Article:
is made to depend upon the properties of a certain class of simul taneous linear equations in infinitely many unknowns. The theory is so interesting and so closely connected with finite differences that it has seemed worth while to give Perron's treatment in extenso.
Operational and symbolic methods have been freely used through out the book, and it is hoped that the manner of presentation here given will be found free from the objections often associated with their use. Indeed it has always seemed to me that symbolic methods constitute the essence of the finite calculus. My choice of notations has therefore been made with a view to facilitating the statement and application of operational methods, and to stressing the analogies with the infinitesimal calculus.
In stating theorems I have as far as possible associated the name of the discoverer as sufficient indication of the origin, but it must not be assumed that the method of presentation is in every case that in which the theorem was originally given. Indeed in the case of the work of the older analysts it would be easy, but un profitable, to point out defects and lack of rigour in many of their proofs.
My labour in correcting the proof sheets has been greatly lightened by Professor H. W. Turnbull, F.R.S., who has read the first proof and made many valuable suggestions both mathematical and historical ; and by Dr. A. C. Aitken, F.R.S.E., who has performed the same kindly office, has supplied many original examples, and has verified the numerical work. To both these friends I wish to express my lively thanks for assistance which has helped me to remove many imperfections both of expression and demonstration. For any blemishes which may remain I am solely responsible, but I am led to express the hope that the work will be found to be free from important errors. I take this opportunity of expressing my thanks to the officials of the Glasgow University Press for the ready way in which they have met my somewhat exacting require ments.
L. M. MILNETHOMSON.
MATHEMATICS DEPARTMENT, ROYAL NAVAL COLLEGE, GREENWICH, July 1933.
CONTENTS
PAGK
INTRODUCTION xxi
NOTATIONS xxii
CHAPTER I DIVIDED DIFFERENCES
10. Definitions 1
11. Newton's interpolation formula with divided differences   2
116. Rolle's Theorem 4
12. Remainder term in Newton's formula ..... 5
13. Divided differences are symmetric functions of the arguments 7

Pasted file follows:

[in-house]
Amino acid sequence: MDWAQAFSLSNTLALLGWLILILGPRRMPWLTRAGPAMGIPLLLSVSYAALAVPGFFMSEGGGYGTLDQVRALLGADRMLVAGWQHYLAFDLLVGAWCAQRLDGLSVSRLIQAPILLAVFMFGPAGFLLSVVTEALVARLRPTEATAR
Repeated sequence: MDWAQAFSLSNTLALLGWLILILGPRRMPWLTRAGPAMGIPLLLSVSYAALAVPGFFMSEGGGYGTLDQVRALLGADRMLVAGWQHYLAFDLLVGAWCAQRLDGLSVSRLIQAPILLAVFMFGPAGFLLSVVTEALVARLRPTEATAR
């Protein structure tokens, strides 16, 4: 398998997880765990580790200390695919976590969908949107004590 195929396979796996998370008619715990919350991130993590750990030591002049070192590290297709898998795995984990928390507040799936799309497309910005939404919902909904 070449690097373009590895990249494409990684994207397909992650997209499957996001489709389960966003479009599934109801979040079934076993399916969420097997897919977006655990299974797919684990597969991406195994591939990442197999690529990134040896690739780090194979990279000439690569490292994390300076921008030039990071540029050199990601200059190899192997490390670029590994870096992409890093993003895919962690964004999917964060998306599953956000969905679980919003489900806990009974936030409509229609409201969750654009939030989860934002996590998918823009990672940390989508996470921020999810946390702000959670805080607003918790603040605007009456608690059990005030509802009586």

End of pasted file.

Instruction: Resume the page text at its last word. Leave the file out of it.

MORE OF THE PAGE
131. Divided differences of xn  7
14. Lagrange's interpolation formula 8
15. Expression of divided differences by means of determinants  9
16. Divided differences expressed by definite integrals 10
17. Divided differences expressed by contour integrals    11
18. Divided differences with repeated arguments 12
19. Interpolation polynomials 14
EXAMPLES I  17
CHAPTER II DIFFERENCE OPERATORS
20. Difference notation ........ 20
201. Central difference notation  22
21. Difference quotients 23
2105. Partial difference quotients 24
211. Difference quotients of factorial expressions 25
212. Expansion of a polynomial in factorials 27
213. Successive difference quotients of a polynomial 28
214. Difference quotients of ax 29
22. Properties of the operator A        30
<•>
23. The operator y 31
b ix
x CONTENTS
PAGE
24. The operator Ew 31
241. Herschel's Theorem 32
242. ^(E")ajr = a*^(O 32
243. <£(£")«*« (*) = a" <Mow £*>(*) 32
25. Relations between A, E", # 33
4l>
251. The analogue of Leibniz' Theorem 34
252. Difference quotients of axvx 35
253. Difference quotients of zero 36
254. Difference quotients in terms of derivates 37
26. The summation operator p"1 37
261. A theorem on the value of p^1 ut 39
262. Relation between sums and functional values 39
263. Moments 40
264. Partial summation 41
27. Summation of finite series 42
271. Summation of factorial expressions of the form x(m)   42
272. Polynomials 43
273. Factorial expressions of the form x(~m) 44
274. A certain type of rational function  45
275. The form ax </>(#), <t>(x) a polynomial 46
276. The form vx<j>(x), <£(#) a polynomial 46